Watch Moebius and Miyazaki, Two of the Most Imaginative Artists, in Conversation (2004)

The worlds so thor­ough­ly imag­ined by the French com­ic artist Jean Giraud, bet­ter known as Moe­bius, and the Japan­ese ani­ma­tor Hayao Miyaza­ki, imme­di­ate­ly rec­og­nized the world over by his fam­i­ly name alone, could have arisen from no oth­er artis­tic minds. It stands to rea­son not only that appre­ci­a­tors of one would appre­ci­ate the oth­er, but that the two men would hold each oth­er’s work in high regard. “Japan­ese ani­ma­tion is impres­sive,” Moe­bius once said to Miyaza­ki as the two expressed their mutu­al appre­ci­a­tion. “I real­ly think it is the best in the world, and Miyaza­k­i’s work is top in Japan.”

“Moe­bius first dis­cov­ered Miyaza­k­i’s work in 1986, when his son Julien (then a school­boy) showed him a pirate copy of a video con­tain­ing a title­less, author­less, and undubbed ani­mat­ed fea­ture,” writes Dani Cav­al­laro in The Ani­me Art of Hayao Miyaza­ki. “The French artist was instant­ly seduced by the film’s graph­ic vig­or and tech­ni­cal inven­tive­ness but took it to be the one-off accom­plish­ment of an unfamed ani­ma­tor. When he even­tu­al­ly dis­cov­ered that the film’s name was Nau­si­caä of the Val­ley of the Wind and that its cre­ator’s name was Hayao Miyaza­ki, Moe­bius endeav­ored to delve deep­er into the Japan­ese ani­ma­tor’s oeu­vre and to pub­licly voice his admi­ra­tion.”

And Miyaza­ki turns out to have drawn inspi­ra­tion from Moe­bius when he focused on ani­ma­tion. Miyaza­ki, who began as a com­ic artist him­self, remem­bers dis­cov­er­ing Moe­bius through Arzach, his series of word­less visu­al sto­ries of a hero who rides a ptero­dactyl through oth­er­word­ly and for­bid­ding­ly sub­lime land­scapes. “It was a big shock,” says Miyaza­ki. “Not only for me. All man­ga authors were shak­en by this work. Unfor­tu­nate­ly when I dis­cov­ered it, I already had a con­sol­i­dat­ed style. So I could­n’t use his influ­ence to enrich my draw­ing. Though, even today, I think he has an awe­some sense of space. I direct­ed Nau­si­caä under Moe­bius’ influ­ence.”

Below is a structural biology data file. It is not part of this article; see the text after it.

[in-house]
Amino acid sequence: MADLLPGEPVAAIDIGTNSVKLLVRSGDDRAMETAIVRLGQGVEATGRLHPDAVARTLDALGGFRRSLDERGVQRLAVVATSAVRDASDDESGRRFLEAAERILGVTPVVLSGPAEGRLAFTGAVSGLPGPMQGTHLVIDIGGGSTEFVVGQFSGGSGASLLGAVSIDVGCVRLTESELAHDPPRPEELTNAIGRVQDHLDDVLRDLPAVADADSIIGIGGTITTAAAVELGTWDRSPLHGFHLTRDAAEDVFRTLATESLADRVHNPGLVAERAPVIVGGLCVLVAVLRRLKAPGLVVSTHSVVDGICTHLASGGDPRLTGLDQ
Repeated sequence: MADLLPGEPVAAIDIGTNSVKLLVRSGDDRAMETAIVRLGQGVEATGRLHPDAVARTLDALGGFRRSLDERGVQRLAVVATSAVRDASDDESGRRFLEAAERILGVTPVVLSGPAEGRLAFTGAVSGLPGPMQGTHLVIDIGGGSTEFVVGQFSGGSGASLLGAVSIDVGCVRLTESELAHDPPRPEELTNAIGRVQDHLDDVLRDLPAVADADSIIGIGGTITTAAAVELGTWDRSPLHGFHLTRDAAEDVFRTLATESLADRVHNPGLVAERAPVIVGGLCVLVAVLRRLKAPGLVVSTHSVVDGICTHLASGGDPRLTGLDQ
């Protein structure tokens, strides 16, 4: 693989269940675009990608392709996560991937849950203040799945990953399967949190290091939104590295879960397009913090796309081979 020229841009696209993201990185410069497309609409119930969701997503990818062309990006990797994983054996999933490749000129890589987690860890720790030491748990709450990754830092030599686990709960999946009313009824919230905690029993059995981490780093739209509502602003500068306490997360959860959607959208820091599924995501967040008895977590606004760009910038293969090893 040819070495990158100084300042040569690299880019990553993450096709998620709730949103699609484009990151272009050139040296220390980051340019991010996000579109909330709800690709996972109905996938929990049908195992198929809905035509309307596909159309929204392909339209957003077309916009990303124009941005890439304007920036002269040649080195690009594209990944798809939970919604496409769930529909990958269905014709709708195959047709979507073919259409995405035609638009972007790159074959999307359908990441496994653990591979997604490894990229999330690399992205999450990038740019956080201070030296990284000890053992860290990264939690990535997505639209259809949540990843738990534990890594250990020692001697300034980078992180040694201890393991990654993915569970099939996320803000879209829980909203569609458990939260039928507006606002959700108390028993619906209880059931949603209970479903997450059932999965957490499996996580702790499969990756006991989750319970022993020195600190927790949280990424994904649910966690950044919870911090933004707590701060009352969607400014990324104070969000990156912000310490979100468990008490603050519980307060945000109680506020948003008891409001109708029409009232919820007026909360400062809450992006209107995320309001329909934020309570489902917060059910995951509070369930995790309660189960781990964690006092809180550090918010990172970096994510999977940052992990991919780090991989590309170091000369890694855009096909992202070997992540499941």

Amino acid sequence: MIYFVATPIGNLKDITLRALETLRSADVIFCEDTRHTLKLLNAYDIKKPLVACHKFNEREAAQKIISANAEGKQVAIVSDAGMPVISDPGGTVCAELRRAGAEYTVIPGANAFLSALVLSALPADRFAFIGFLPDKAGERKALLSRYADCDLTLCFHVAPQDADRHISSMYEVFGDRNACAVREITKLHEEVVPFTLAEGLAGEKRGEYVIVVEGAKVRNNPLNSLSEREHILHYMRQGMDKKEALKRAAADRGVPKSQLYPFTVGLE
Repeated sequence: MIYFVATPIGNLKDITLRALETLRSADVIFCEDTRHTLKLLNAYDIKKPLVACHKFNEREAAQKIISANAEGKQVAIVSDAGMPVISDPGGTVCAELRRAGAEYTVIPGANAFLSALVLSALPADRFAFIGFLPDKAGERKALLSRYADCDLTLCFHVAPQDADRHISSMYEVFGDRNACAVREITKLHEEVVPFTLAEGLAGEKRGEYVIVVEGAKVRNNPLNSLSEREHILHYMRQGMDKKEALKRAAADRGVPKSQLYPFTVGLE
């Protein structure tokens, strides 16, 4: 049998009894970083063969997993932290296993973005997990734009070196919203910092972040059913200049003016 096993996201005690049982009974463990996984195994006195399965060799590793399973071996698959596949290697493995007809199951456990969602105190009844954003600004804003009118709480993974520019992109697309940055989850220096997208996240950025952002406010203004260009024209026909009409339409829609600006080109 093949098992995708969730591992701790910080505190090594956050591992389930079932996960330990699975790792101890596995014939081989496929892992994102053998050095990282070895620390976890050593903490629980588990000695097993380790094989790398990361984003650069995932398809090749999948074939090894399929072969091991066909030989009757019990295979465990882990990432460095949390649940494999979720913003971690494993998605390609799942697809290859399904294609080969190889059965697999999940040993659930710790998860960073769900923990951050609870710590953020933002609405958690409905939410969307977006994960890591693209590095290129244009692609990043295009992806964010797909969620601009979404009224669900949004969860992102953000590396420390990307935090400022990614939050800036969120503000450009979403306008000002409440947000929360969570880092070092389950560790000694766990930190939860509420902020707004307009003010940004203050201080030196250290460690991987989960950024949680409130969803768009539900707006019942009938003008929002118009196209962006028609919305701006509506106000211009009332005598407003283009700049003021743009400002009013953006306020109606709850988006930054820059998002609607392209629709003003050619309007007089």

In 2004, the exhi­bi­tion Miyazaki/Moebius pre­sent­ed brought them togeth­er in Paris. Cav­al­laro describes it as “a panoram­ic sur­vey of the two artists’ careers through 300 works includ­ing water­col­ors sto­ry­boards, cels and con­cept designs, the­mat­i­cal­ly arranged, drawn from their per­son­al col­lec­tions,” includ­ing a draw­ing of Nau­si­caä by Moe­bius and one of Arzach by Miyaza­ki. They also sat down there for the con­ver­sa­tion record­ed in the video above. “The 21st cen­tu­ry is a tricky time,” says Miyaza­ki. “Our future isn’t clear. We need to re-exam­ine many things we’ve tak­en for grant­ed, whether it’s our com­mon sense or our way of think­ing.” The sheer imag­i­na­tive pow­er of artists like the both of them con­tin­ues to show us the way for­ward.

You can read tran­scripts of their record­ed con­ver­sa­tions here and here.

Relat­ed Con­tent:

In Search of Mœbius: A Doc­u­men­tary Intro­duc­tion to the Inscrutable Imag­i­na­tion of the Late Com­ic Artist Mœbius

French Stu­dent Sets Inter­net on Fire with Ani­ma­tion Inspired by Moe­bius, Syd Mead & Hayao Miyaza­ki

Moe­bius Gives 18 Wis­dom-Filled Tips to Aspir­ing Artists (1996)

Watch Hayao Miyaza­ki Ani­mate the Final Shot of His Final Fea­ture Film, The Wind Ris­es

Watch Ground­break­ing Com­ic Artist Mœbius Draw His Char­ac­ters in Real Time

Based in Seoul, Col­in Mar­shall writes and broad­casts on cities and cul­ture. He’s at work on a book about Los Ange­les, A Los Ange­les Primer, the video series The City in Cin­e­ma, the crowd­fund­ed jour­nal­ism project Where Is the City of the Future?, and the Los Ange­les Review of Books’ Korea Blog. Fol­low him on Twit­ter at @colinmarshall or on Face­book.

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